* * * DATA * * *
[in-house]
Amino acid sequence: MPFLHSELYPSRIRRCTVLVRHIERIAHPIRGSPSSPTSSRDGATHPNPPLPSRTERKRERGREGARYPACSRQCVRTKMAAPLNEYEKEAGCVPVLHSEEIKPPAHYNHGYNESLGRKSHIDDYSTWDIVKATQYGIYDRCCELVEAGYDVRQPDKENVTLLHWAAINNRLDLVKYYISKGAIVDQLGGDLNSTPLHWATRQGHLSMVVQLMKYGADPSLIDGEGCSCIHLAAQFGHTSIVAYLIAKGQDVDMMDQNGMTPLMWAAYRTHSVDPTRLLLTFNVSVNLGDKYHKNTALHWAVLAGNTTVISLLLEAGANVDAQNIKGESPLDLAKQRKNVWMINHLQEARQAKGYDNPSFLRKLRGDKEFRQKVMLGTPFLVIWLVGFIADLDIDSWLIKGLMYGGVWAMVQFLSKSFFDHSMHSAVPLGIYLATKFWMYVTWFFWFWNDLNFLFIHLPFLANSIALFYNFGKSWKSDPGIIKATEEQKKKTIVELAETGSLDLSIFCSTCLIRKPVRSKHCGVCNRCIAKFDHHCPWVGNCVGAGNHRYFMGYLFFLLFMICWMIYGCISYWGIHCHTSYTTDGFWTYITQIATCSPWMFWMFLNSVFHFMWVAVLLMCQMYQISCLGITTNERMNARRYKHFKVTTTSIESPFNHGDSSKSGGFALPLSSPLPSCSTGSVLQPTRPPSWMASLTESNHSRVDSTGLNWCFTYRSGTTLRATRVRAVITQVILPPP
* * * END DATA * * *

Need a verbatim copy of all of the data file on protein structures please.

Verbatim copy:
[in-house]
Amino acid sequence: MPFLHSELYPSRIRRCTVLVRHIERIAHPIRGSPSSPTSSRDGATHPNPPLPSRTERKRERGREGARYPACSRQCVRTKMAAPLNEYEKEAGCVPVLHSEEIKPPAHYNHGYNESLGRKSHIDDYSTWDIVKATQYGIYDRCCELVEAGYDVRQPDKENVTLLHWAAINNRLDLVKYYISKGAIVDQLGGDLNSTPLHWATRQGHLSMVVQLMKYGADPSLIDGEGCSCIHLAAQFGHTSIVAYLIAKGQDVDMMDQNGMTPLMWAAYRTHSVDPTRLLLTFNVSVNLGDKYHKNTALHWAVLAGNTTVISLLLEAGANVDAQNIKGESPLDLAKQRKNVWMINHLQEARQAKGYDNPSFLRKLRGDKEFRQKVMLGTPFLVIWLVGFIADLDIDSWLIKGLMYGGVWAMVQFLSKSFFDHSMHSAVPLGIYLATKFWMYVTWFFWFWNDLNFLFIHLPFLANSIALFYNFGKSWKSDPGIIKATEEQKKKTIVELAETGSLDLSIFCSTCLIRKPVRSKHCGVCNRCIAKFDHHCPWVGNCVGAGNHRYFMGYLFFLLFMICWMIYGCISYWGIHCHTSYTTDGFWTYITQIATCSPWMFWMFLNSVFHFMWVAVLLMCQMYQISCLGITTNERMNARRYKHFKVTTTSIESPFNHGDSSKSGGFALPLSSPLPSCSTGSVLQPTRPPSWMASLTESNHSRVDSTGLNWCFTYRSGTTLRATRVRAVITQVILPPP